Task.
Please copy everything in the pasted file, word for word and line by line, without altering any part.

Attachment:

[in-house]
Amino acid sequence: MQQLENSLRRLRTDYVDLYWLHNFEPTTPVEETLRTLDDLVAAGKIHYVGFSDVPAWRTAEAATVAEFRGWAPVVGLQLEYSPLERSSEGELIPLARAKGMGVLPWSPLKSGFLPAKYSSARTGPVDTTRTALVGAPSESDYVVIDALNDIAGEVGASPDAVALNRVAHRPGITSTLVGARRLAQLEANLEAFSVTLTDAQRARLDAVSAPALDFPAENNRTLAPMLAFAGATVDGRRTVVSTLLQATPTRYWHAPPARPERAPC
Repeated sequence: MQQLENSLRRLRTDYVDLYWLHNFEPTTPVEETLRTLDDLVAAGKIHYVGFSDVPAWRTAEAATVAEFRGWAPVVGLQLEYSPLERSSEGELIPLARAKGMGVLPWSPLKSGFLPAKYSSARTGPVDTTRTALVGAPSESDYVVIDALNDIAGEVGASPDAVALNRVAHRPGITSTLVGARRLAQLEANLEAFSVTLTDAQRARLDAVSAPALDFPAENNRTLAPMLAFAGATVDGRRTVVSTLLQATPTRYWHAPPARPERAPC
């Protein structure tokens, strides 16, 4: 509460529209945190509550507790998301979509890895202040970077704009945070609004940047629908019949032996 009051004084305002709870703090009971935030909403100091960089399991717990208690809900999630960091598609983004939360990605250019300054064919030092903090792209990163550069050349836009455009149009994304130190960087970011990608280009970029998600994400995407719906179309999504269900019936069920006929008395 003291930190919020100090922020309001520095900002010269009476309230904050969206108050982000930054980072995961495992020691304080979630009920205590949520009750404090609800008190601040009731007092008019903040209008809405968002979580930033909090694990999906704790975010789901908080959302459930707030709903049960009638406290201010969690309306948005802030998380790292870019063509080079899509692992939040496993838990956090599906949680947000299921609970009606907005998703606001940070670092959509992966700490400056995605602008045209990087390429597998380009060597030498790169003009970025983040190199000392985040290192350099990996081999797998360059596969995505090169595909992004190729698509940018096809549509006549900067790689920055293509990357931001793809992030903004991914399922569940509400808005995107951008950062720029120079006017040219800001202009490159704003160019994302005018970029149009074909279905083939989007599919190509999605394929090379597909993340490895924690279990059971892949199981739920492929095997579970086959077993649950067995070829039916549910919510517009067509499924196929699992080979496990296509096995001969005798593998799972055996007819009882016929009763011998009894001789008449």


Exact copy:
[in-house]
Amino acid sequence: MQQLENSLRRLRTDYVDLYWLHNFEPTTPVEETLRTLDDLVAAGKIHYVGFSDVPAWRTAEAATVAEFRGWAPVVGLQLEYSPLERSSEGELIPLARAKGMGVLPWSPLKSGFLPAKYSSARTGPVDTTRTALVGAPSESDYVVIDALNDIAGEVGASPDAVALNRVAHRPGITSTLVGARRLAQLEANLEAFSVTLTDAQRARLDAVSAPALDFPAENNRTLAPMLAFAGATVDGRRTVVSTLLQATPTRYWHAPPARPERAPC
Repeated sequence: MQQLENSLRRLRTDYVDLYWLHNFEPTTPVEETLRTLDDLVAAGKIHYVGFSDVPAWRTAEAATVAEFRGWAPVVGLQLEYSPLERSSEGELIPLARAKGMGVLPWSPLKSGFLPAKYSSARTGPVDTTRTALVGAPSESDYVVIDALNDIAGEVGASPDAVALNRVAHRPGITSTLVGARRLAQLEANLEAFSVTLTDAQRARLDAVSAPALDFPAENNRTLAPMLAFAGATVDGRRTVVSTLLQATPTRYWHAPPARPERAPC
């Protein structure tokens, strides 16, 4: 509460529209945190509550507790998301979509890895202040970077704009945070609004940047629908019949032996 009051004084305002709870703090009971935030909403100091960089399991717990208690809900999630960091598609983004939360990605250019300054064919030092903090792209990163550069050349836009455009149009994304130190960087970011990608280009970029998600994400995407719906179309999504269900019936069920006929008395 003291930190919020100090922020309001520095900002010269009476309230904050969206108050982000930054980072995961495992020691304080979630009920205590949520009750404090609800008190601040009731007092008019903040209008809405968002979580930033909090694990999906704790975010789901908080959302459930707030709903049960009638406290201010969690309306948005802030998380790292870019063509080079899509692992939040496993838990956090599906949680947000299921609970009606907005998703606001940070670092959509992966700490400056995605602008045209990087390429597998380009060597030498790169003009970025983040190199000392985040290192350099990996081999797998360059596969995505090169595909992004190729698509940018096809549509006549900067790689920055293509990357931001793809992030903004991914399922569940509400808005995107951008950062720029120079006017040219800001202009490159704003160019994302005018970029149009074909279905083939989007599919190509999605394929090379597909993340490895924690279990059971892949199981739920492929095997579970086959077993649950067995070829039916549910919510517009067509499924196929699992080979496990296509096995001969005798593998799972055996007819009882016929009763011998009894001789008449």